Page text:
Due to the polarizing nature of dialogue on Israel-Palestine, BtS faces backlash from those who believe that their testimonies misrepresent the IDF as bloodthirsty, disregard the efforts taken by the army to spare civilian lives and paint Israel in an unfair light. By this view, any criticism of Israel is seen as fueling anti-Israeli sentiment. As we began advertising our event, several people contacted us, urging us to consider the consequences of bringing a contentious group like BtS to campus, and whether we want to contribute to the already ubiquitous Israel-hating going on at American universities.

At J Street, we believe that to be pro-Israel necessitates encountering the realities of the occupation. We believe that an end to the occupation is crucial to Israel’s long term security and to the viability of a two-state solution. By learning to listen, even when we hear things that don’t match our preconceived notions, we become more understanding of each-other and recognize the moral imperative to change the status quo of this conflict.

We hope to encourage students at Tufts to think critically about the conflict, and recognize that it is possible to acknowledge the security concerns of Israelis alongside the human rights concerns of Palestinians.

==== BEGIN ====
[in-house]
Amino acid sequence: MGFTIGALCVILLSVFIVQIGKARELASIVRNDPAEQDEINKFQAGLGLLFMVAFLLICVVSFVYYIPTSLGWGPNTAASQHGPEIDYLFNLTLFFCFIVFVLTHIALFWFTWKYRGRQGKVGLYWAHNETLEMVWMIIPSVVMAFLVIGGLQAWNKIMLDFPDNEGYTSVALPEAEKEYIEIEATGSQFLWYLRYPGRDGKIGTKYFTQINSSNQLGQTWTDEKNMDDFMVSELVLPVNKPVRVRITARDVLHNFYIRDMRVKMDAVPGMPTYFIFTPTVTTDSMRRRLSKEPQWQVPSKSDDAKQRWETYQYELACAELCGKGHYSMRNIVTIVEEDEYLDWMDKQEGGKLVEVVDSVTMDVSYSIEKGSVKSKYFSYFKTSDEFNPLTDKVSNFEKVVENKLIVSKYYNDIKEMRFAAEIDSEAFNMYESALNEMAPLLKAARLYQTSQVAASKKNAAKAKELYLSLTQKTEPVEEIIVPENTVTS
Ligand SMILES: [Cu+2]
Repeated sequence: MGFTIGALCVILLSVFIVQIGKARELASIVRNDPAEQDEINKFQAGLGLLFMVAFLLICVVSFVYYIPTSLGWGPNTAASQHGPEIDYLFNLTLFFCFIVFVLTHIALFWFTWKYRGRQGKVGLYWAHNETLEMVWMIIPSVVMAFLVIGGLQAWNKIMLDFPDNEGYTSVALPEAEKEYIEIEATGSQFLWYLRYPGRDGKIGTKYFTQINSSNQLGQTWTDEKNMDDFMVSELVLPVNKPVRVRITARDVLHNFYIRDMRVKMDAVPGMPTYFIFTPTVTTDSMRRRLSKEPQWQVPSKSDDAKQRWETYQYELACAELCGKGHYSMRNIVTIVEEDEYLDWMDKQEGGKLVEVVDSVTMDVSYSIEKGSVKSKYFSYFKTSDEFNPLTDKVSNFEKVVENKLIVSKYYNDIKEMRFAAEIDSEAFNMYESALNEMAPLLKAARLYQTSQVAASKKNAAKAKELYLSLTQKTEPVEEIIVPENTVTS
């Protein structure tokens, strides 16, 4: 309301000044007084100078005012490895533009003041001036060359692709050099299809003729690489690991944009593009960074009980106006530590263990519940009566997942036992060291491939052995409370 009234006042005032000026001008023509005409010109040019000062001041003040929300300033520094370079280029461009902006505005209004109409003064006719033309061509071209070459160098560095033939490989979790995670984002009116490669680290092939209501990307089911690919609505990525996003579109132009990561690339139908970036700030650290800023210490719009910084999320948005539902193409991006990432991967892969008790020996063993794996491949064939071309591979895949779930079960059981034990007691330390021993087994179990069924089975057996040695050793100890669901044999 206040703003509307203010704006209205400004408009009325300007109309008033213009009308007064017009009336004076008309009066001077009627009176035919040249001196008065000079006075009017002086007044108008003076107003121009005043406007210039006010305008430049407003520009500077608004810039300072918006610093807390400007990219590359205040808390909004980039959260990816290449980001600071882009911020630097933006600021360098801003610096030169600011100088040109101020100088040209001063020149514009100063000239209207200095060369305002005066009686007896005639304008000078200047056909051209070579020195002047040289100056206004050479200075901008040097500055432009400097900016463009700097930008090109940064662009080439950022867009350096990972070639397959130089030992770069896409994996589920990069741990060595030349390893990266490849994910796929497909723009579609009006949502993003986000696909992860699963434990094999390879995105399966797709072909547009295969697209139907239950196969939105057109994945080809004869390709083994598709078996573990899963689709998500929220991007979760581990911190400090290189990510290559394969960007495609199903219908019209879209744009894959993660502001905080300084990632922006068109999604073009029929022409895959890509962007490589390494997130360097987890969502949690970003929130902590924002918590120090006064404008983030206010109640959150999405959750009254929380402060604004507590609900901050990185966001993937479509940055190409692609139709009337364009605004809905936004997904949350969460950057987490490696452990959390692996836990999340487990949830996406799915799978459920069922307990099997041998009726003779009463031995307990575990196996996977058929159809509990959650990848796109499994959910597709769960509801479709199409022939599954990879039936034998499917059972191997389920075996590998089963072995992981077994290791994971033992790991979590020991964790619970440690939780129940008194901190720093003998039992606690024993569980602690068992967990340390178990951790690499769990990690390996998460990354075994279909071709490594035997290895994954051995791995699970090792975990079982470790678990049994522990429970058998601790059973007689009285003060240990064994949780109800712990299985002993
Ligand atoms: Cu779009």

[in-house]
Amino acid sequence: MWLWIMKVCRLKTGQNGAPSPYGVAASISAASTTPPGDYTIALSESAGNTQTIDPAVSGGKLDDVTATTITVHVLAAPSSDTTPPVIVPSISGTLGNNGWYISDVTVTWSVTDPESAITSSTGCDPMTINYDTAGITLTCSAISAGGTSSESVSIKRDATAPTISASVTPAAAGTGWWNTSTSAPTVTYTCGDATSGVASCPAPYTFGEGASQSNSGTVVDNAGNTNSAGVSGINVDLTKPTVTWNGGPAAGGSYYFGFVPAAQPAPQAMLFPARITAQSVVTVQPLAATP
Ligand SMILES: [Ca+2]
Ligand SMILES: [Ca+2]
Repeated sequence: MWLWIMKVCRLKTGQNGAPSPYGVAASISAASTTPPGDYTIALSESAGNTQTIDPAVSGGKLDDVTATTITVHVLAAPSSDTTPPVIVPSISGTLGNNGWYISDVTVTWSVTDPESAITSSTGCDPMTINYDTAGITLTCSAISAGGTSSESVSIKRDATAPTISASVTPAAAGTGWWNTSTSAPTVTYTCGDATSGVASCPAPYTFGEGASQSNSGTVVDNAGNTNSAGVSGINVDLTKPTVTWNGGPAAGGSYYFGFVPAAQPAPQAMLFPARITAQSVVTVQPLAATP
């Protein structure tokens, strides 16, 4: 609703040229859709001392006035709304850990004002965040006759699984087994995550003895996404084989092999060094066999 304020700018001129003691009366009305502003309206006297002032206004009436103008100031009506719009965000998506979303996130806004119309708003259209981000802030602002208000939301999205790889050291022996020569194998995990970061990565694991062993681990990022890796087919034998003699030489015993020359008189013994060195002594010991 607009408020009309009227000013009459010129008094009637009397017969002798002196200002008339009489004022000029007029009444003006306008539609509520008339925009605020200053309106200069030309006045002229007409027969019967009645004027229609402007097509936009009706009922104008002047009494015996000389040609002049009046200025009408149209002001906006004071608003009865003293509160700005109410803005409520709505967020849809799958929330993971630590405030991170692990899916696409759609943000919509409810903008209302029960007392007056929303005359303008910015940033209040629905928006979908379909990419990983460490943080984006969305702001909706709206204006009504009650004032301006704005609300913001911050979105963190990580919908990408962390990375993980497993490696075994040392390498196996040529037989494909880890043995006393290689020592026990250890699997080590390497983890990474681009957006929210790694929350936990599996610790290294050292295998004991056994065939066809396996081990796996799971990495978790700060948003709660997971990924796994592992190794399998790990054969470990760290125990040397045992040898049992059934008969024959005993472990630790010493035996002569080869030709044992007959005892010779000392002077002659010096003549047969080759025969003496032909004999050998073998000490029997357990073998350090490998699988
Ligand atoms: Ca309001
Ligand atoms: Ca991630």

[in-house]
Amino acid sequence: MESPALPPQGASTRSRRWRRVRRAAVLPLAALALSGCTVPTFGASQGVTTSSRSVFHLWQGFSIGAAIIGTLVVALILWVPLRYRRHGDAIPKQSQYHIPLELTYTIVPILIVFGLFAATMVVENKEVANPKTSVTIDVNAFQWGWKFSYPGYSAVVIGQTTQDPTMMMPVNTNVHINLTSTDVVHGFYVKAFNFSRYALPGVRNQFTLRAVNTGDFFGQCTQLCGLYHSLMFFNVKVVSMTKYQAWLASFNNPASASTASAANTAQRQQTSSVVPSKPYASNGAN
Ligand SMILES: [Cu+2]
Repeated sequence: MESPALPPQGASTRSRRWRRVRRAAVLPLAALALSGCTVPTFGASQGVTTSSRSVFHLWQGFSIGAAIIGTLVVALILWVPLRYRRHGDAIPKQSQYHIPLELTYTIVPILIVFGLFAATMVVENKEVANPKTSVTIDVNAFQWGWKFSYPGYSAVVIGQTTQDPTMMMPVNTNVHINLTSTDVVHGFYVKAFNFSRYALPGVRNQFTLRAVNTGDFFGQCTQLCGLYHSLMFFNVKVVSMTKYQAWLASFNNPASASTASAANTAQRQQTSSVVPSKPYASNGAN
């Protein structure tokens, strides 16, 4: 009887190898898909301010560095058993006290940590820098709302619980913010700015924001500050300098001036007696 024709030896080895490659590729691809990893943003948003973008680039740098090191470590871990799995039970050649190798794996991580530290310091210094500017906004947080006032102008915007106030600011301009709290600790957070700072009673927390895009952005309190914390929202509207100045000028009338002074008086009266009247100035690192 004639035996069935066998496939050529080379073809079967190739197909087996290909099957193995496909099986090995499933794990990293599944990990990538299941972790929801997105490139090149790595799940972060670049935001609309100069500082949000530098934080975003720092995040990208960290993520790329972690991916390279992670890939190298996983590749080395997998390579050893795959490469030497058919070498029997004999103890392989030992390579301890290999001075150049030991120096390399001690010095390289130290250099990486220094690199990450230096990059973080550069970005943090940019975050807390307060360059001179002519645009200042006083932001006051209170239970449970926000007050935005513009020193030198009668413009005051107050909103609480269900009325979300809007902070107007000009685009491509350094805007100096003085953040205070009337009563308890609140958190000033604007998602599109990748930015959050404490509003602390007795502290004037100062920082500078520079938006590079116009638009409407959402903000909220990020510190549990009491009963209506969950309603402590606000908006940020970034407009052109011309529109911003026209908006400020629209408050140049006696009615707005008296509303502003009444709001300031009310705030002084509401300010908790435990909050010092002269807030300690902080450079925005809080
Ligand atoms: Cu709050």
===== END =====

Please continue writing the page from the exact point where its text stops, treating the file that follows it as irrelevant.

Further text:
We invite Tufts students from all sides of the conversation on Israel-Palestine to join us for this conversation. This is an opportunity for the Tufts community to engage critically with a powerful and challenging Israeli narrative.

Editor’s note: If you would like to send your response or make an Op-Ed contribution to the Opinion section, please e-mail us at tuftsdailyoped@gmail.com. The Opinion section looks forward to hearing from you.

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  1. Arafat
    Mar 03, 2016 - 09:52 AM

    JNS.org – Ever since its founding in 2008, J Street, the liberal Jewish advocacy group, has expended a great deal of time and energy trying to convince American Jews that it is a credible and more ethical alternative to traditional pro-Israel organizations like the American Israel Public Affairs Committee (AIPAC).

    J Street believes, not unreasonably, that there is a constituency for its work among those American Jews who are generally supportive of Israel but queasy over certain of its policies, most obviously creating and sustaining Jewish communities in the West Bank. Nor is this an unprecedented insight: from the 1970s onwards, there were organizations like Breira (“Alternative”) and New Jewish Agenda which aimed to give voice to the same disquiet.